Stretch of the imagination.

OK, here we go.

First, keep in mind that this is just a stupid little spitballing exercise, undertaken without knowing essential things like which teams Texas knows have interest in which of its players, how the club’s pro scouts evaluate certain free agents, and, maybe most importantly, whether the Rangers have reason to believe that Elvis Andrus is willing to stay here past 2014.

I probably went through four or five different models, and I’m not sure I feel all that much better about this one than any of the others, a few of which had Kelly Shoppach on them, but none of which had Nick Swisher or A.J. Pierzynski or Frosty Rivera or Rich Harden or Flip Boone.

Please understand that I don’t believe there’s really any chance that the Rangers turn this much of the roster over in one winter, but then again, it’s been years since Texas has had this many key components hitting free agency at once.

Also understand that I needed to focus on this task this morning to distract myself from today’s conflicting reports out of Japan that suggest on the one hand that 18-year-old righthander Shohei Otani will make himself ineligible for the Japanese draft and instead sign with a Major League organization (Nikkan Sports), and on the other that the teenager has decided to stay in Japan (Sports Hochi).

The 6’4” Otani, who has been clocked at 99 mph, reportedly met with the Rangers (Director of Professional Scouting Josh Boyd, Senior Advisor of Pacific Rim Operations Jim Colborn, and Spokane/Hickory outfielder Hirotoshi Onaka) for more than three-and-a-half hours on October 2 and has also had visits from the Red Sox and Dodgers.

I believe the $2.9 million cap for big league organizations to spend internationally would come into play (since the only exempt NPB players would be those who are at least 23 and have five years of service), and that the 2012 cap would apply unless Otani were to wait until after July 1, 2013 to sign, and that Texas has a healthy amount of its 2012 cap left after spending sparingly this summer.

And a final point, this one more on point as far as this morning’s exercise goes.

The Tigers missed the 2009 playoffs by one game, winning 12 more games than they had in 2008.  But in spite of what had been a year of progress, on December 8 of that off-season Detroit traded its second-best player and second-best pitcher in a three-team deal, sending 28-year-old outfielder Curtis Granderson to the Yankees and 26-year-old righthander Edwin Jackson to the Diamondbacks.

In return, Detroit received minor league outfielder Austin Jackson, second-year righthander Max Scherzer, and a couple left-handed relievers with two seasons each in the big leagues, Phil Coke and Daniel Schlereth.

Last night, and in the two series that the Tigers have closed out en route to this year’s World Series, Scherzer and Jackson and Coke were huge.

Granderson, who earned almost twice as much in 2012 as Scherzer and Jackson and Coke combined, and Edwin Jackson, pitching for his fourth new team since that Tigers trade three years ago, had awful post-seasons.

You can’t be afraid to make big trades.  Detroit isn’t.

And neither is Texas.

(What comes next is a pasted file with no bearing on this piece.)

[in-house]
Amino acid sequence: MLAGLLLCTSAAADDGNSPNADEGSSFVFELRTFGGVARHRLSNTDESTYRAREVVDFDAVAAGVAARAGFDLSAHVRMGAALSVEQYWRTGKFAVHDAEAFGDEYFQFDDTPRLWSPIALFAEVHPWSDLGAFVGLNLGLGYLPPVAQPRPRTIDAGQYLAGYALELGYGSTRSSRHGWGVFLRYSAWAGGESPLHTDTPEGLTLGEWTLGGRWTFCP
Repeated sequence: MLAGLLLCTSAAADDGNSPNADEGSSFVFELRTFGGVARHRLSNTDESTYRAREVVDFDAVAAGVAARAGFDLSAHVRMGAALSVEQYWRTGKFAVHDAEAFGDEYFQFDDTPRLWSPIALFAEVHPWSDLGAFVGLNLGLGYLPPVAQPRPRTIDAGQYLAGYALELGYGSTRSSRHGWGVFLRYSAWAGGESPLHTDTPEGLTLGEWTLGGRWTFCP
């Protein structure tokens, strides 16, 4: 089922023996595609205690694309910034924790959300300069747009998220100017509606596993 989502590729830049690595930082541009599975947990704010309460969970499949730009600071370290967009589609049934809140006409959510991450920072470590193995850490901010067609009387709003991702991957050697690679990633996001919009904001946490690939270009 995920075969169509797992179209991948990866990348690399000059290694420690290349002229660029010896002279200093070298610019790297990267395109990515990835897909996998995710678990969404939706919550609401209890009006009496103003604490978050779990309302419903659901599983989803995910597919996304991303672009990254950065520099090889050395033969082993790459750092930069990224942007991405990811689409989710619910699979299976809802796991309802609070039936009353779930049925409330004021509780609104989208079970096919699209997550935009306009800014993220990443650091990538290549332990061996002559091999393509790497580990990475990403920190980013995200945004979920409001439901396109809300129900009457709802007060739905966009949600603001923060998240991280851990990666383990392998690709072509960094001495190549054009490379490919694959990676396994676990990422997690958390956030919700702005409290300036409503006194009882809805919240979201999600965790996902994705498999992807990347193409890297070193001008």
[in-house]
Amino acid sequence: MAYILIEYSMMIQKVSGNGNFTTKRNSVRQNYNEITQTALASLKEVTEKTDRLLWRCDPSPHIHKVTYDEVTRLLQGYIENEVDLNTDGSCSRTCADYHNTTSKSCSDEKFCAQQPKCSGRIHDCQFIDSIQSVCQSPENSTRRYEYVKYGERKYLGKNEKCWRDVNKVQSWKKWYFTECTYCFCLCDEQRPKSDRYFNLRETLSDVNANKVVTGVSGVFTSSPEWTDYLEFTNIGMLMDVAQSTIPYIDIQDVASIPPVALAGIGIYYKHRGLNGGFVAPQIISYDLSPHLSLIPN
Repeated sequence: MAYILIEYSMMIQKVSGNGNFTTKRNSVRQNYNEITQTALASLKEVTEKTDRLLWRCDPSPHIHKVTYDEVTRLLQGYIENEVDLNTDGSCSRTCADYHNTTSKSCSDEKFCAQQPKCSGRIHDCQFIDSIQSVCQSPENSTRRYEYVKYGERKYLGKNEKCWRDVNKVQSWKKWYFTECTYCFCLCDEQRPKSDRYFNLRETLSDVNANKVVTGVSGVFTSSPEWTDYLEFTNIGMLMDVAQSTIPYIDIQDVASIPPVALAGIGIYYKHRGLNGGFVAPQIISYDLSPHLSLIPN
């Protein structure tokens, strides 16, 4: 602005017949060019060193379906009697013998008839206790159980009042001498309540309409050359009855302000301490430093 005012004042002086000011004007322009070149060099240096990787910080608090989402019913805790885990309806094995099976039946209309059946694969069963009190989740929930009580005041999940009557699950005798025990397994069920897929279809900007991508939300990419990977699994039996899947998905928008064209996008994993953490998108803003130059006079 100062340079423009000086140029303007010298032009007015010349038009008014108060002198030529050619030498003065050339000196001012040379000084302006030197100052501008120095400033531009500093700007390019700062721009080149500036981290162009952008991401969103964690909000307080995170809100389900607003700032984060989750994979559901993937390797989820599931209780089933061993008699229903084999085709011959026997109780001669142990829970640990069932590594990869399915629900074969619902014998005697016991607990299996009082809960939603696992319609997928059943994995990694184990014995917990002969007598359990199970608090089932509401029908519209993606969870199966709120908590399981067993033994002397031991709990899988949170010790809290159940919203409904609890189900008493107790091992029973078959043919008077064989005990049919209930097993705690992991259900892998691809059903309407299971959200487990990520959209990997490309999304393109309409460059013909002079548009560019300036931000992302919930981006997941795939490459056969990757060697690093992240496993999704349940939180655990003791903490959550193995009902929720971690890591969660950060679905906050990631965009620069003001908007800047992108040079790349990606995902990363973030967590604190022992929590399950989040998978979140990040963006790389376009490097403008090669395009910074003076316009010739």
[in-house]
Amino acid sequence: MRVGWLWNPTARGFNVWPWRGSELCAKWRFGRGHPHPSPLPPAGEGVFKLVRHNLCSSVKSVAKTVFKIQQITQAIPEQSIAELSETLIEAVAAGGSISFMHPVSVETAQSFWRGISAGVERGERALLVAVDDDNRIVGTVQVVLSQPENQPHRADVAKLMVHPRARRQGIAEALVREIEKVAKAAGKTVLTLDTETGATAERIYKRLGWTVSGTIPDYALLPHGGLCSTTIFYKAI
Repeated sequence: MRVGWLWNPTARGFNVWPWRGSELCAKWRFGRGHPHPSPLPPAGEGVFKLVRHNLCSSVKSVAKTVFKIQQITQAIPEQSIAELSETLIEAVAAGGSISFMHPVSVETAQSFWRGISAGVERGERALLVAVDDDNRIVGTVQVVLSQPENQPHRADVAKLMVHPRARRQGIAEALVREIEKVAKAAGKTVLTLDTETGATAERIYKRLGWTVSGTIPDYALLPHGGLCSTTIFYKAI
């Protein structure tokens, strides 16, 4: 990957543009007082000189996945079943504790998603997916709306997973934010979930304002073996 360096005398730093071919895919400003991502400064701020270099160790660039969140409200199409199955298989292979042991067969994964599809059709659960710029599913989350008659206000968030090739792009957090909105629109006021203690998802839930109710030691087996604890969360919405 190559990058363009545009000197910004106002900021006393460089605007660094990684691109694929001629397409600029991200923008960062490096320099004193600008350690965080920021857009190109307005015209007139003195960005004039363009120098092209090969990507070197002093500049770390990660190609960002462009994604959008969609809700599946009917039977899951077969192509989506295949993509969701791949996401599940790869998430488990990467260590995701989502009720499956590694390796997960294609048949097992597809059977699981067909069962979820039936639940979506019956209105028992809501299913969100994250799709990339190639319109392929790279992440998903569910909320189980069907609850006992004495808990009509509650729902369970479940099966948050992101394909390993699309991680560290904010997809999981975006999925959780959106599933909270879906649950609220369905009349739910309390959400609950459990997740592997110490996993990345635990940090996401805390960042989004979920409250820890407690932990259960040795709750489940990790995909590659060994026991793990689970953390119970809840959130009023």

Here goes:

The Rangers sign the following free agents: righthander Zack Greinke, outfielder Torii Hunter, infielder Jeff Keppinger, and right-handed relievers Koji Uehara and Joel Peralta.

They also sign righthander Freddy Garcia to a non-roster deal with a March 25 out.

Texas trades lefthander Derek Holland, minor league infielder Leury Garcia, and minor league righthander Abel De Los Santos to Toronto for minor league catcher Travis d’Arnaud and minor league outfielder Jake Marisnick.

Texas trades outfielder Nelson Cruz, lefthander Michael Kirkman, and minor league infielder Rougned Odor to Arizona for outfielder Gerardo Parra, right-handed reliever Bryan Shaw, and minor league left-handed reliever Eury De La Rosa.

Texas trades outfielder David Murphy to Cincinnati for catcher Ryan Hanigan and right-handed reliever J.J. Hoover.

Texas trades outfielder Julio Borbon to Milwaukee for lefthander Manny Parra.  (Note: Both are out of options.)

OPENING DAY 25-MAN ROSTER

Rotation: Yu Darvish, Zack Greinke, Matt Harrison, Alexi Ogando, Freddy Garcia or Manny Parra

(Martin Perez and Justin Grimm optioned.)

(Colby Lewis returns mid-season.)

Bullpen: Joe Nathan, Koji Uehara, Joel Peralta, Tanner Scheppers, J.J. Hoover, Robbie Ross, Neal Cotts

(Bryan Shaw optioned.)

(Neftali Feliz returns mid-season.)

Catchers: Ryan Hanigan, Travis d’Arnaud

Infielders: Mitch Moreland, Jurickson Profar, Elvis Andrus, Adrian Beltre, Jeff Keppinger, Michael Young

(Mike Olt optioned.)

Outfielders: Torii Hunter, Ian Kinsler, Leonys Martin, Craig Gentry, Gerardo Parra

Okey doke.  Rip it up.

And by that I don’t mean pore over all of it and pick it apart and haul me over the coals on the trades where I’m giving up way, way, way too much, or not nearly enough, or trading a player that would just be plain stupid to trade, especially for that.

No, I mean rip it up and throw it in the trash.  Because none of it’s going to happen.

 
title_authors

Jamey Newberg

Dallas attorney Jamey Newberg has been commenting on Rangers from the big club down through the entire farm system since 1998.

Scott Lucas

Scott Lucas was born in Arlington, Texas, to Richard and Becky Lucas. He lived mostly in Arlington before moving to Austin, where he graduated from The University of Texas. Scott works for Austin Valuation Consultants, Ltd., and has published several boring articles about real estate appraisal and environmental contamination. He makes a swell margarita and refuses to run longer than ten kilometres.

Eleanor Czajka

Eleanor grew up watching the AAA Mudhens in Toledo, Ohio. A loyal Ranger fan since 1979, she works "behind the scenes" at the Newberg Report.

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